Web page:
Charles IX passed through the city during his royal tour of France (1564-1566) together with his court and nobles of the kingdom: his brother the Duke of Anjou, Henry of Navarre, the cardinals of Bourbon and Lorraine[37] The court stayed for three weeks.

Map of Avignon and of Comtat Venaissin, drawn by Jean Picquet and engraved by Jean Leclerc

In 1583 King Henry III attempted to offer an exchange of the Marquisate of Saluzzo for Avignon, however his offer was refused by Pope Gregory XIII.

In 1618 Cardinal Richelieu was exiled in Avignon.[38]

The city was visited by Vincent de Paul in 1607 and also by Francis de Sales in 1622.[34]

In 1663 in retaliation for the attack led by the Corsican Guard on the attendants of the Duc de Créqui, the ambassador of Louis XIV in Rome, the King of France attacked and seized Avignon, which at the time was considered an important and integral part of the French Kingdom by the provincial Parliament of Provence.

In 1688 yet another attempt was made to occupy Avignon, however the attempt failed, and from 1688 to 1768 Avignon was at peace with no occupations or wars during that time.

At the beginning of the 18th century the streets of Avignon were narrow and winding but buildings changed and houses gradually replaced the old buildings. Around the city there were mulberry plantations, orchards, and grasslands.[39]

On 2 January 1733 François Morénas founded a newspaper, the Courrier d'Avignon, whose name changed over time and through prohibitions. As it was published in the papal enclave outside the kingdom of France and Monaco, the newspaper escaped the control system of the press in France (privilege with permission) while undergoing control from papal authorities. The Courrier d'Avignon appeared from 1733 to 1793 with two interruptions: one between July 1768 and August 1769 due to the annexation of Avignon to France and the other between 30 November 1790 and 24 May 1791.[40]

King Louis XV occupied the Comtat Venaissin from 1768 to 1774 and substituted French institutions for those in force with the approval of the people of Avignon; a French party grew up.

From the French Revolution to the end of the 19th century

The Massacre of la Glacière in the interior of the Palace (1844).
Boats at Avignon (drawing by T. Allom, engraved by E. Brandard).
The floods at Avignon in 1856; photo Édouard Baldus

Main article: Massacres of La Glacière and Guillaume Brune.

On 12 September 1791 the National Constituent Assembly voted for the annexation of Avignon and the reunion of Comtat Venaissin with the kingdom of France following a referendum submitted to the inhabitants of the Comtat.

On the night of 16 to 17 October 1791, after the lynching by a mob of the secretary-clerk of the commune who was wrongly suspected of wanting to seize church property, the event called the Massacres of La Glacière took place, when 60 people were summarily executed and thrown into the dungeon of the tower on the Palais des Papes.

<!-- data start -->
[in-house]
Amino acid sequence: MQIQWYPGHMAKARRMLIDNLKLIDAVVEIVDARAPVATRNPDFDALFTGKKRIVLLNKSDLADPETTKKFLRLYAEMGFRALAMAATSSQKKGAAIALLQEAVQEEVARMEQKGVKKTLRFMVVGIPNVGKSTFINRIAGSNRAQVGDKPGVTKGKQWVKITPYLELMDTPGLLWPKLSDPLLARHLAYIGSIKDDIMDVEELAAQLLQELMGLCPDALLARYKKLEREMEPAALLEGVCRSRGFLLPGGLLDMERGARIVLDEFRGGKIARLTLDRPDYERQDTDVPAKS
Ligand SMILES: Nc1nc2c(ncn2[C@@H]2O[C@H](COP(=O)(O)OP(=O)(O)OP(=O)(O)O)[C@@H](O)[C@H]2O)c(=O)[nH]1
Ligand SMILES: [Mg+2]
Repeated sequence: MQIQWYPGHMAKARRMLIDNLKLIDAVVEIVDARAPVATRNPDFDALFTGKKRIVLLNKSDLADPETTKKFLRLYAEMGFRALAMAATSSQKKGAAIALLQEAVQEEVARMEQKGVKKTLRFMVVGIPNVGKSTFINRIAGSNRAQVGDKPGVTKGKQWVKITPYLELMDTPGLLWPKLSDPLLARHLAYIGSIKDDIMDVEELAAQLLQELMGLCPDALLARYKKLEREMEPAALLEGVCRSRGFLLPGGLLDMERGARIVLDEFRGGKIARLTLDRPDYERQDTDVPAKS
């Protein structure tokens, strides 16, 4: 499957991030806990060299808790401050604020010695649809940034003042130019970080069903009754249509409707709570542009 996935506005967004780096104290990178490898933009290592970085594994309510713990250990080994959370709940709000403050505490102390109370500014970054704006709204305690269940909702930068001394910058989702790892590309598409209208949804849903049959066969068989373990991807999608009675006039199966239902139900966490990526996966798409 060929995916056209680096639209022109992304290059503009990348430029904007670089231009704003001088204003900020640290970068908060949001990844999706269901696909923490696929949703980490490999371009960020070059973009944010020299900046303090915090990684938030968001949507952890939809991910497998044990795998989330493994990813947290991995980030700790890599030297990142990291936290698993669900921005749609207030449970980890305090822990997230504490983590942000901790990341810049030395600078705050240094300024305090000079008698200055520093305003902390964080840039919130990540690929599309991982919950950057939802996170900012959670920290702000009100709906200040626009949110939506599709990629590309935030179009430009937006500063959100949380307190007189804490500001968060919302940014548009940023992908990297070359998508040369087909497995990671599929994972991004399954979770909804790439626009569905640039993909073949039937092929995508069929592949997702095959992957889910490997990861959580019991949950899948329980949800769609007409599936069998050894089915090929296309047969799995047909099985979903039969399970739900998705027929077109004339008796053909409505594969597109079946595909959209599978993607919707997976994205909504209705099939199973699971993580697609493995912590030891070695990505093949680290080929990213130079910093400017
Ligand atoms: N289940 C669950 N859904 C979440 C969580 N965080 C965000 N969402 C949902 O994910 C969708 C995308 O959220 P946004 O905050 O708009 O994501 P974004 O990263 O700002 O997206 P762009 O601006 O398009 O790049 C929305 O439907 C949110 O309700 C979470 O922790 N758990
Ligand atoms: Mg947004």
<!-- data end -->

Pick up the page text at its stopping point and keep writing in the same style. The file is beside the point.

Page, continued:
On 7 July 1793 federalist insurgents under General Rousselet entered Avignon.[41] During their passage along the Durance to retake the city by troops from Marseilles one person was killed: Joseph Agricol Viala.[42] On 25 July General Carteaux appeared before the city and it was abandoned the next day by the troops of General Rousselet[43] as a result of a misinterpretation of orders from Marseille.[44]

On 25 June 1793 Avignon and Comtat-Venaissin were integrated along with the former principality of Orange to form the present departement of Vaucluse with Avignon as its capital. This was confirmed on 19 February 1797 by the Treaty of Tolentino in which Article 5 definitively sanctioned the annexation stating that:

"The Pope renounces, purely and simply, all the rights to which he might lay claim over the city and territory of Avignon, and the Comtat Venaissin and its dependencies, and transfers and makes over the said rights to the French Republic."

On 1 October 1795 Alexandre Mottard de Lestang, a Knight, captured the town for the royalists with a troop of 10,000 men.[45] The mission representative Boursault retook the city and had Lestang shot.

Before the French Revolution Avignon had as suffragan sees Carpentras, Vaison and Cavaillon, which were united by the Napoleonic Concordat of 1801 to Avignon, together with the Diocese of Apt, a suffragan of Aix-en-Provence. However, at that same time Avignon was reduced to the rank of a bishopric and was made a suffragan see of Aix.

On 30 May 1814 the French annexation of Avignon was recognized by the Pope. Ercole Consalvi made an ineffectual protest at the Congress of Vienna in 1815 but Avignon was never restored to the Holy See. In 1815, Bonapartist Marshal Guillaume Marie Anne Brune was assassinated by adherents of the royalist party during the White Terror. Murder took place in the former Hotel du Palais Royal that was located Place Crillon in front of today's Hotel d'Europe.

In the years 1820-1830 Villeneuve was forced to yield part of its territory to Avignon: the part called the Île de la Barthelasse.

The Archdiocese of Avignon was re-established in 1822, receiving as suffragan sees the Diocese of Viviers, Valence: (formerly under Lyon), Nîmes, and Montpellier (formerly under Toulouse).